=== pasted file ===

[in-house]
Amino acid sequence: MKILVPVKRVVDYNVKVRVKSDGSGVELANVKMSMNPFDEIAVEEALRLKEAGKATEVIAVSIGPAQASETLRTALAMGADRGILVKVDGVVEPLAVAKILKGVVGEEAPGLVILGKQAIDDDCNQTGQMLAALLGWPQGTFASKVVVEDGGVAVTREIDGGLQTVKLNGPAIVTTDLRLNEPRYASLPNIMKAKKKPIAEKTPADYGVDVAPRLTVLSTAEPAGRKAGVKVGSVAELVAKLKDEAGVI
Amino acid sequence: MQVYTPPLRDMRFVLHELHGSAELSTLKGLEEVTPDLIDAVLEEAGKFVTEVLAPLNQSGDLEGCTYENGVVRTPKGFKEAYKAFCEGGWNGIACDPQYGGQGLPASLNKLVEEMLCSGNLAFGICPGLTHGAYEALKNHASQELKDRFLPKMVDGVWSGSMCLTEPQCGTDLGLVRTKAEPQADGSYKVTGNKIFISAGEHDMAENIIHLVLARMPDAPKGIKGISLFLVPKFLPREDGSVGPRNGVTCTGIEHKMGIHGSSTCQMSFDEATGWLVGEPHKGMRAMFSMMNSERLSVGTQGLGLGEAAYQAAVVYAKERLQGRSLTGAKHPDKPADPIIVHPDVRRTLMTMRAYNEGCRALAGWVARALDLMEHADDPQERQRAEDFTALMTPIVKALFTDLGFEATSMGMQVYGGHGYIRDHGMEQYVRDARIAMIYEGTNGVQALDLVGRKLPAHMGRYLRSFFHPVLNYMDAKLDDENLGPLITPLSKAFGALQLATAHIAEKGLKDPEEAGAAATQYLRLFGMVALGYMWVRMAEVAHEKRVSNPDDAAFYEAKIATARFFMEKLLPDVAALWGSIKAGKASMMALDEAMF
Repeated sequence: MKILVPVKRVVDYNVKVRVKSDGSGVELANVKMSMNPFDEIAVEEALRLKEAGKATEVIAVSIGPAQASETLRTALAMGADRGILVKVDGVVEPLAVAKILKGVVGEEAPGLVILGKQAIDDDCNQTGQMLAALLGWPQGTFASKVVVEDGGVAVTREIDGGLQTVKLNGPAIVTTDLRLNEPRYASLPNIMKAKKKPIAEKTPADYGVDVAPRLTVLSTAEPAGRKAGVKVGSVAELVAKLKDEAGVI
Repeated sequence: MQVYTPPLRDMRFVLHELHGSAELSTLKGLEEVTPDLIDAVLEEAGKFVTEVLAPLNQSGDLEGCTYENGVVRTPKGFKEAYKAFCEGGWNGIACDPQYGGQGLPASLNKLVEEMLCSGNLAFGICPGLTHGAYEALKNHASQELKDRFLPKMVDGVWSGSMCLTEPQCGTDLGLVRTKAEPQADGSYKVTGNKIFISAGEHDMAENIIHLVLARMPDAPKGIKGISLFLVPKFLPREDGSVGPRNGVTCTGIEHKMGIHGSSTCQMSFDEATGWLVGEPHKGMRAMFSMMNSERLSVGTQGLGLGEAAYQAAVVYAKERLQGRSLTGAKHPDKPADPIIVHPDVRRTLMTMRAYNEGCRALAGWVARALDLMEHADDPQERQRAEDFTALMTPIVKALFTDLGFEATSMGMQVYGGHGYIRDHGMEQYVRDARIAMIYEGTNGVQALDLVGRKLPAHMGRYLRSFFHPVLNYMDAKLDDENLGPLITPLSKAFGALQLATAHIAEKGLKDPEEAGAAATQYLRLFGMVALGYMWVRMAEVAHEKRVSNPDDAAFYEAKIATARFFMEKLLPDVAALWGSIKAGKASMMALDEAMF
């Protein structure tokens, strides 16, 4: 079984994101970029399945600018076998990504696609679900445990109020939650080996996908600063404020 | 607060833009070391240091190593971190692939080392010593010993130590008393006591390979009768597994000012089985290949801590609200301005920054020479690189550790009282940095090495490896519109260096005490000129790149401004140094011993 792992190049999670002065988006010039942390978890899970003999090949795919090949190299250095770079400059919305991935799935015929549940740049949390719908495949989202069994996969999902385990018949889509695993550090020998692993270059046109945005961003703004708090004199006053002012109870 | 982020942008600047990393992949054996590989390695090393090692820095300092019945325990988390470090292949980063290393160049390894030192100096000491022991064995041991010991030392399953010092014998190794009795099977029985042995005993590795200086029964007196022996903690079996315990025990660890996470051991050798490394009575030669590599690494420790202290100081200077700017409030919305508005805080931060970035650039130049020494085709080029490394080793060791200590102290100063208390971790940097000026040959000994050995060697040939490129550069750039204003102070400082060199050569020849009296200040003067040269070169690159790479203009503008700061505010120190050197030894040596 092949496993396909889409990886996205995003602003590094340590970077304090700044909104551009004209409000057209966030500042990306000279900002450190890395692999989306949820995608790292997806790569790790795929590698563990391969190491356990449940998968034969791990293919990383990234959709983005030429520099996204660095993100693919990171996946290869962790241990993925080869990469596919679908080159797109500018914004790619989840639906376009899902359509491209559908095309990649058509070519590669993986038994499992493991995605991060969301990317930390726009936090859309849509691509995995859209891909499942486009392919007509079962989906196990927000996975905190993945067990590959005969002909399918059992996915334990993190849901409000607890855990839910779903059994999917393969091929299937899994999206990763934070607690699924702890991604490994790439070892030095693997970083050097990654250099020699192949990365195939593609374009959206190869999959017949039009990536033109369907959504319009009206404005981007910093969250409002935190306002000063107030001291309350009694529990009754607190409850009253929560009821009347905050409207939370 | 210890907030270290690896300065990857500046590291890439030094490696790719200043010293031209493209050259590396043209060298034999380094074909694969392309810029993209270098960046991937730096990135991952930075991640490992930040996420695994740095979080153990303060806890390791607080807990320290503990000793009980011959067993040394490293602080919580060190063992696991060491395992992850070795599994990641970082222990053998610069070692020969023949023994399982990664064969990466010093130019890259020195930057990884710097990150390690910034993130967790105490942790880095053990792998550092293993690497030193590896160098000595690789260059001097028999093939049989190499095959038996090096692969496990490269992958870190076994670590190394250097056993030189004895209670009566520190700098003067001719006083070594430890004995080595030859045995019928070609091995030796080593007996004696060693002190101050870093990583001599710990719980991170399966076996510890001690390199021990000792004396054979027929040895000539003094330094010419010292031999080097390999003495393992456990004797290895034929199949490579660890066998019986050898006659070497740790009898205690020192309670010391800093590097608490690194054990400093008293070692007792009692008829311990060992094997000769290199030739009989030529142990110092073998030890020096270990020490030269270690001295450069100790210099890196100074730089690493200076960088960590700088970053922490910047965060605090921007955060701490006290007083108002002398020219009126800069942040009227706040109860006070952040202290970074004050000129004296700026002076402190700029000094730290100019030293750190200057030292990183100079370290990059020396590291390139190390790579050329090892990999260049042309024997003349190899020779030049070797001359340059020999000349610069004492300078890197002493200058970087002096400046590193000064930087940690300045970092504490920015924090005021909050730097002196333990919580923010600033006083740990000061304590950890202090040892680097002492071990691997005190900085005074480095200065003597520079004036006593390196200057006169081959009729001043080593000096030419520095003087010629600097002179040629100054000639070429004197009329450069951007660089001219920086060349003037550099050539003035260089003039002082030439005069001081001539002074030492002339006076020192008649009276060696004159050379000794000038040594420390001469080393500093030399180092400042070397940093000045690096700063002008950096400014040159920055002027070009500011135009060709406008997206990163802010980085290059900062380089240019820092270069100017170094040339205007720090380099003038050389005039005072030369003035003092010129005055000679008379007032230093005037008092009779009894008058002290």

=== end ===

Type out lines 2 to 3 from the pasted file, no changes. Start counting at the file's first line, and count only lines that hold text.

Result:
Amino acid sequence: MKILVPVKRVVDYNVKVRVKSDGSGVELANVKMSMNPFDEIAVEEALRLKEAGKATEVIAVSIGPAQASETLRTALAMGADRGILVKVDGVVEPLAVAKILKGVVGEEAPGLVILGKQAIDDDCNQTGQMLAALLGWPQGTFASKVVVEDGGVAVTREIDGGLQTVKLNGPAIVTTDLRLNEPRYASLPNIMKAKKKPIAEKTPADYGVDVAPRLTVLSTAEPAGRKAGVKVGSVAELVAKLKDEAGVI
Amino acid sequence: MQVYTPPLRDMRFVLHELHGSAELSTLKGLEEVTPDLIDAVLEEAGKFVTEVLAPLNQSGDLEGCTYENGVVRTPKGFKEAYKAFCEGGWNGIACDPQYGGQGLPASLNKLVEEMLCSGNLAFGICPGLTHGAYEALKNHASQELKDRFLPKMVDGVWSGSMCLTEPQCGTDLGLVRTKAEPQADGSYKVTGNKIFISAGEHDMAENIIHLVLARMPDAPKGIKGISLFLVPKFLPREDGSVGPRNGVTCTGIEHKMGIHGSSTCQMSFDEATGWLVGEPHKGMRAMFSMMNSERLSVGTQGLGLGEAAYQAAVVYAKERLQGRSLTGAKHPDKPADPIIVHPDVRRTLMTMRAYNEGCRALAGWVARALDLMEHADDPQERQRAEDFTALMTPIVKALFTDLGFEATSMGMQVYGGHGYIRDHGMEQYVRDARIAMIYEGTNGVQALDLVGRKLPAHMGRYLRSFFHPVLNYMDAKLDDENLGPLITPLSKAFGALQLATAHIAEKGLKDPEEAGAAATQYLRLFGMVALGYMWVRMAEVAHEKRVSNPDDAAFYEAKIATARFFMEKLLPDVAALWGSIKAGKASMMALDEAMF